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Tip of the Day

Phases of unexpected change

By March 2, 2021September 12th, 2022No Comments

Unexpected change. Woah! Haven’t we experienced that in spades lately? 

How to manage it in ourselves and our team members starts with understanding the key phases of unexpected change.

Over the past two weeks I have shared tips on how to keep teams engaged remotely, dealing with a loss of control and different techniques to help you and your team move through fear, frustration and anger. 

Any unexpected change typically has 3 phases – Ending, the Neutral Zone and then the New Beginning.

The last 2 two weeks of tips focused on the Ending phase – feelings of shock, denial, anger, fear, stress, loss of control. The Neutral zone is when we want to move on from those feelings and thoughts but don’t know how, but move towards finding a way to adjust to our new situation.  

Some of you may already be wanting to get to the other side of this, and I get that. But as a leader it is important to recognise that your team members may be in a different phase. Some may still be stuck in the Ending phase where they are likely to be blaming, naming, or not willing to change how they do things. These people are struggling with moving out of the Ending phase.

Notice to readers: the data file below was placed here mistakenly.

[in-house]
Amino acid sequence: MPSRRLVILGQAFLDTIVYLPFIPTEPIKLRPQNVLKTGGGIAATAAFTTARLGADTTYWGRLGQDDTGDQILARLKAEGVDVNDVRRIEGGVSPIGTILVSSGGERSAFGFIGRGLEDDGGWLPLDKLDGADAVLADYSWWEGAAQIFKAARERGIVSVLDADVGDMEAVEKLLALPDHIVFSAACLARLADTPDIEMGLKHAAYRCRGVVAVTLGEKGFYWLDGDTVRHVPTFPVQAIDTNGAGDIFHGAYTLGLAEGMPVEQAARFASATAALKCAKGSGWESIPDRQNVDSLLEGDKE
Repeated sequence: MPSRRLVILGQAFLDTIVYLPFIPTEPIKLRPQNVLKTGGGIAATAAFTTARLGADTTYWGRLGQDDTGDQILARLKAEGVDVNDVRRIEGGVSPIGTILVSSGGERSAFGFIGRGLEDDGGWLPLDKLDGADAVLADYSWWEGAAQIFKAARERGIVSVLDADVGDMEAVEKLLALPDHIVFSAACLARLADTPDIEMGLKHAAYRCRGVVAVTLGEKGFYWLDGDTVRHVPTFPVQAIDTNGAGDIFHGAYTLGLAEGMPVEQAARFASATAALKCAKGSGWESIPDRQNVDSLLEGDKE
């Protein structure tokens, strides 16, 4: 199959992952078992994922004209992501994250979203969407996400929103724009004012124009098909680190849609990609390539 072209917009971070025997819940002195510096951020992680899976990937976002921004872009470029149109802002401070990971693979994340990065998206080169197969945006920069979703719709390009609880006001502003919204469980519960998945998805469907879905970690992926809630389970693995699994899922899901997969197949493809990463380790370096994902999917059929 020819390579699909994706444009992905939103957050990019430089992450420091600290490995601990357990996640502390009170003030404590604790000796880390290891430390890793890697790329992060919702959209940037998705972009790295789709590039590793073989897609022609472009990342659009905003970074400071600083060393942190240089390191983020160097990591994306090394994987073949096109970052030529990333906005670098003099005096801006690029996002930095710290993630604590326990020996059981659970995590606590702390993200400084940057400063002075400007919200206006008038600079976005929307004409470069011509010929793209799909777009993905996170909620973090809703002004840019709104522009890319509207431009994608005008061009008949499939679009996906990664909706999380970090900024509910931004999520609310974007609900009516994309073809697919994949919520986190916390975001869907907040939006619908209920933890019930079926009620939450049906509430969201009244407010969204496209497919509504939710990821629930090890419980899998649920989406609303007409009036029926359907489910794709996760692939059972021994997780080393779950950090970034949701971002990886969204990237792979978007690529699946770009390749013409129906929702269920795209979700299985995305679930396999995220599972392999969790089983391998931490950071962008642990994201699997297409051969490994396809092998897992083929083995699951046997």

I recently wrote an article to help these team members get unstuck. Conversely, you also may have people who are in the new beginning phase and wanting everyone to just “move on”, while others may be in the Neutral Zone. It is called the Neutral Zone because we are changing gears from reverse into first gear towards a new road and beginning but don’t know where to start. 

As a leader it is also important to recognise that team members will be in different phases, which may cause tension amongst the team.

So try this…

In your next team meeting, show or draw the change curve. Explain how adjusting to change works, and that everyone can be at different stages which means you may see different behaviours as a result.  Explain to the team that is it your goal to get the team to the other side, while we all need to have some patience as we head there.

Last week in another article I suggested coming up with fun ways to bring your teams’ attention to when the team isn’t working well together. This would be good to use here too.

Margie Ireland works with CEO’s, executives, HR professionals, managers and leaders. Margie is a psychologist with a strong commercial background of 25 years and specialises in supporting highly capable leaders to thrive in challenging times. To discuss your needs and to book an initial no-obligation 15 minute call, click here.